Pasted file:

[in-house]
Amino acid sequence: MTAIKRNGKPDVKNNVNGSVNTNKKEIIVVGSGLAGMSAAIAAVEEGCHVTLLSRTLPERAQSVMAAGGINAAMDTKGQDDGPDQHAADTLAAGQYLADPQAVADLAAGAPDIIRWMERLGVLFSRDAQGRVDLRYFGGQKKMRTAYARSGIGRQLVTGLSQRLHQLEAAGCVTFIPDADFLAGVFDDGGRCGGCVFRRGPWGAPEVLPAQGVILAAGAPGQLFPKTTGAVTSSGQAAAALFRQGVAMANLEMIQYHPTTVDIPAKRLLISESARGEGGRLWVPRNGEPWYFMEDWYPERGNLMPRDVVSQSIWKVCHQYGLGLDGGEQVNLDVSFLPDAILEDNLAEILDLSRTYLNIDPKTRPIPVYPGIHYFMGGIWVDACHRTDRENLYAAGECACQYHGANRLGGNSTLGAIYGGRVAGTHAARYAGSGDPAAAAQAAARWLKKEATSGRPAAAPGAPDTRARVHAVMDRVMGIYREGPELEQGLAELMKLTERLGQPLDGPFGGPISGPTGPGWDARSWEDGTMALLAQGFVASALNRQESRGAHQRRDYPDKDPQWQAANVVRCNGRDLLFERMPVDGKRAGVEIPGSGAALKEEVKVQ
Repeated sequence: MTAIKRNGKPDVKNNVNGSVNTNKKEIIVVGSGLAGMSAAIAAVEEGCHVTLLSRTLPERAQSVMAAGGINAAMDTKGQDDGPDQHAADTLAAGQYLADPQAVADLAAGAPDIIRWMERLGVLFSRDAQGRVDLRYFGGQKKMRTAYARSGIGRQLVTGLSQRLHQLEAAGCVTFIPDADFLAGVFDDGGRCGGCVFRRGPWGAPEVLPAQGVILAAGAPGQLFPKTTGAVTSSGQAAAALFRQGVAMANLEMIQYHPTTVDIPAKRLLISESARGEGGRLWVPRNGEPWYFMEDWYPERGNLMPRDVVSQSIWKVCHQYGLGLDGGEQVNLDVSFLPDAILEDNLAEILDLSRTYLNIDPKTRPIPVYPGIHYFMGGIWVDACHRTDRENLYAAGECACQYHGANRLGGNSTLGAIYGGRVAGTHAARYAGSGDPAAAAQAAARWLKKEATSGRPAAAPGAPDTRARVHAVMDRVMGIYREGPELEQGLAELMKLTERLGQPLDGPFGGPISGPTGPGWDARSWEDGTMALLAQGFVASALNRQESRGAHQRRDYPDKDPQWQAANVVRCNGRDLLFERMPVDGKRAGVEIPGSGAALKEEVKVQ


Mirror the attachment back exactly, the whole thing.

[in-house]
Amino acid sequence: MTAIKRNGKPDVKNNVNGSVNTNKKEIIVVGSGLAGMSAAIAAVEEGCHVTLLSRTLPERAQSVMAAGGINAAMDTKGQDDGPDQHAADTLAAGQYLADPQAVADLAAGAPDIIRWMERLGVLFSRDAQGRVDLRYFGGQKKMRTAYARSGIGRQLVTGLSQRLHQLEAAGCVTFIPDADFLAGVFDDGGRCGGCVFRRGPWGAPEVLPAQGVILAAGAPGQLFPKTTGAVTSSGQAAAALFRQGVAMANLEMIQYHPTTVDIPAKRLLISESARGEGGRLWVPRNGEPWYFMEDWYPERGNLMPRDVVSQSIWKVCHQYGLGLDGGEQVNLDVSFLPDAILEDNLAEILDLSRTYLNIDPKTRPIPVYPGIHYFMGGIWVDACHRTDRENLYAAGECACQYHGANRLGGNSTLGAIYGGRVAGTHAARYAGSGDPAAAAQAAARWLKKEATSGRPAAAPGAPDTRARVHAVMDRVMGIYREGPELEQGLAELMKLTERLGQPLDGPFGGPISGPTGPGWDARSWEDGTMALLAQGFVASALNRQESRGAHQRRDYPDKDPQWQAANVVRCNGRDLLFERMPVDGKRAGVEIPGSGAALKEEVKVQ
Repeated sequence: MTAIKRNGKPDVKNNVNGSVNTNKKEIIVVGSGLAGMSAAIAAVEEGCHVTLLSRTLPERAQSVMAAGGINAAMDTKGQDDGPDQHAADTLAAGQYLADPQAVADLAAGAPDIIRWMERLGVLFSRDAQGRVDLRYFGGQKKMRTAYARSGIGRQLVTGLSQRLHQLEAAGCVTFIPDADFLAGVFDDGGRCGGCVFRRGPWGAPEVLPAQGVILAAGAPGQLFPKTTGAVTSSGQAAAALFRQGVAMANLEMIQYHPTTVDIPAKRLLISESARGEGGRLWVPRNGEPWYFMEDWYPERGNLMPRDVVSQSIWKVCHQYGLGLDGGEQVNLDVSFLPDAILEDNLAEILDLSRTYLNIDPKTRPIPVYPGIHYFMGGIWVDACHRTDRENLYAAGECACQYHGANRLGGNSTLGAIYGGRVAGTHAARYAGSGDPAAAAQAAARWLKKEATSGRPAAAPGAPDTRARVHAVMDRVMGIYREGPELEQGLAELMKLTERLGQPLDGPFGGPISGPTGPGWDARSWEDGTMALLAQGFVASALNRQESRGAHQRRDYPDKDPQWQAANVVRCNGRDLLFERMPVDGKRAGVEIPGSGAALKEEVKVQ